The outlook for Libya is grim as it slides further into anarchy, but the African Development Bank believes that one promising area is the country's formidable financial resources and a sovereign wealth fund that could be leveraged to help the economy.
In a recent report on Libya, the African Development Bank looked to "re-engage" with the country to seek a better understanding of economic and political developments amid political instability, threats to the survival and legitimacy of the state, and regional tensions over control of country's rich natural resources.
The oil sector, the lynchpin of the economy, has been crippled by factions fighting over control of the resource. A deal reached in April between the government in Tripoli and federalist rebels in the eastern region occupying four vital export terminals has unraveled over opposition to the appointment of the new prime minister.
Oil revenues accounted for nearly 93% of public finances, so its interruption is a self-inflicted wound by the country's various militia groups.
SOVEREIGN FUND REFORMS
Given Libya's vast foreign exchange reserves and investment resources, it is essential for the Libyan authorities, in a break from the past, to design a carefully targeted investment strategy, the AfDB recommends.
The LIA holds USD 66 billion in investments, according to the Sovereign Wealth Fund Institute, while total gross reserves exceed USD 200 billion.
"Lack of institutional capacity and the slow pace of reforms within the LIA and its subsidiaries have prevented rapid progress with the recovery and better management of these investments which could act as an engine of productive growth and employment generation in the country," the AfDB said.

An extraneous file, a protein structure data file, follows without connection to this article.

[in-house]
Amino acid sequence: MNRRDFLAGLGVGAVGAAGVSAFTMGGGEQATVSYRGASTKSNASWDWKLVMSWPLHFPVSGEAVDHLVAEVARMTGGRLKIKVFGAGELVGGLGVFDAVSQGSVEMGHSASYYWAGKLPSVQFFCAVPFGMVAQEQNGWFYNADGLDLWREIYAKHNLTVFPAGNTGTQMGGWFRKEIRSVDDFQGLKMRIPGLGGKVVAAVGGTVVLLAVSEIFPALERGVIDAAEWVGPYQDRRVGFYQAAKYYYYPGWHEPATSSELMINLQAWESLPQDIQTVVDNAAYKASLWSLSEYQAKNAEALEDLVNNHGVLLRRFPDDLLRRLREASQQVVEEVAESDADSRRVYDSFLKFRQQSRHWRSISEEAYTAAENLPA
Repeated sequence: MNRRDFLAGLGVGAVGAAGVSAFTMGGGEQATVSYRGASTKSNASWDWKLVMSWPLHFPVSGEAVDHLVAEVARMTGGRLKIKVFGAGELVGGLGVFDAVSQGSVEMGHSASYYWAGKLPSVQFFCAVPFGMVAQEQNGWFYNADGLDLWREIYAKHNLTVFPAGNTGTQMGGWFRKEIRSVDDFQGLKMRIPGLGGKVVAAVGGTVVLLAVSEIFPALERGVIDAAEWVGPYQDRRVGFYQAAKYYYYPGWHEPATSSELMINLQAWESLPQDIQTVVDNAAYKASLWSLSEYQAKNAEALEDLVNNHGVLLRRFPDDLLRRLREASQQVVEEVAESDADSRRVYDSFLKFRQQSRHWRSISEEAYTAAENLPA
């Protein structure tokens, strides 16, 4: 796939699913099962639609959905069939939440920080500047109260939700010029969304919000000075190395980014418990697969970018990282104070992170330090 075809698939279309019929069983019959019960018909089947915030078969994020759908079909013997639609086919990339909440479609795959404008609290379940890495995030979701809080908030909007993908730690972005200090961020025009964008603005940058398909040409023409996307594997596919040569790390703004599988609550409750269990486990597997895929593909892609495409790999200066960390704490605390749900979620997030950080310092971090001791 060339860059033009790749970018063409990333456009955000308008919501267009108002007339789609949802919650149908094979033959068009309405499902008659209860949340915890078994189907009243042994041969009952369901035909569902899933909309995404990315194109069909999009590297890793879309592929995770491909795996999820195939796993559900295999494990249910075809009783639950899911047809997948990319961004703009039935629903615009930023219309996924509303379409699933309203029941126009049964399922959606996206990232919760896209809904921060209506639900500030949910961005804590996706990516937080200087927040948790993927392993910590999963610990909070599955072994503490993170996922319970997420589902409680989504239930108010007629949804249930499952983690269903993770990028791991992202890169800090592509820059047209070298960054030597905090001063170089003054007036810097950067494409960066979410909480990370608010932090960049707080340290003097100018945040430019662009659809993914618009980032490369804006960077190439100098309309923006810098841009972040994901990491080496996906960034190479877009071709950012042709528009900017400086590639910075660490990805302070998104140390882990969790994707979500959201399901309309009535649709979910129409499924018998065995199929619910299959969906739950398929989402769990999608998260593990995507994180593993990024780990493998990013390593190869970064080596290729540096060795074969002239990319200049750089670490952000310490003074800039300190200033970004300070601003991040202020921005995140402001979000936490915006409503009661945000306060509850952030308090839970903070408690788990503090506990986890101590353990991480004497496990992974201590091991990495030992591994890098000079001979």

With unemployment creeping up to 13%, the country's population is frustrated to see that the departure of the previous regime -- which came at a great price for many Libyans -- has not improved their own economic and social standing.
Apart from the LIA, a number of inefficient and unfocused smaller sovereign wealth and investment funds had mushroomed under Muammar Gaddafi's regime, which could become a key component of the country's economic transformation drive.
"However, the new Libyan government aims to reform the structure of these funds and incorporate the more fully and efficiently to the country's economic development framework," the Bank said.
The government also aims to trace, consolidate and expand Libya's investments domestically and regionally. This will allow the authorities to diversify Libya's revenue sources and economic transformation, and channel investments in infrastructure, utilities and small-tom-medium development, and also expand Libya's portfolio of active and productive investments across Africa.
Reforming the LIA and other funds is part of a broader need to improve the Libya's resource governance. The country is home to the largest oil reserves in Africa at 47.1 billion barrels of oil, apart from 52.8 trillion cubic feet of natural gas -- among the 1o largest conventional reserves globally.
Its proximity to Europe could make it a valuable and strategic energy partner to the continent, especially as the EU looks to wean itself off Russian energy supplies, in the aftermath of the events in Ukraine.
Yet, only 25% of the country's territory has been explored for hydrocarbons.
"These resources provide the country with ample financial leverage and a positive long-term fiscal outlook, resulting in a very low debt stock measuring only at around 2% of GDP," the AfDBP said.
"If utilized efficiently, these resources can be the engine of economic diversification and employment generation, the basis for an enhanced and diversified investment strategy, and provide the resources for generous and efficient public service delivery."
These are valuable recommendations that, if implemented, could help the country get back on its feet. But these suggestions presume that there is political cohesion and some semblance of order in the country.
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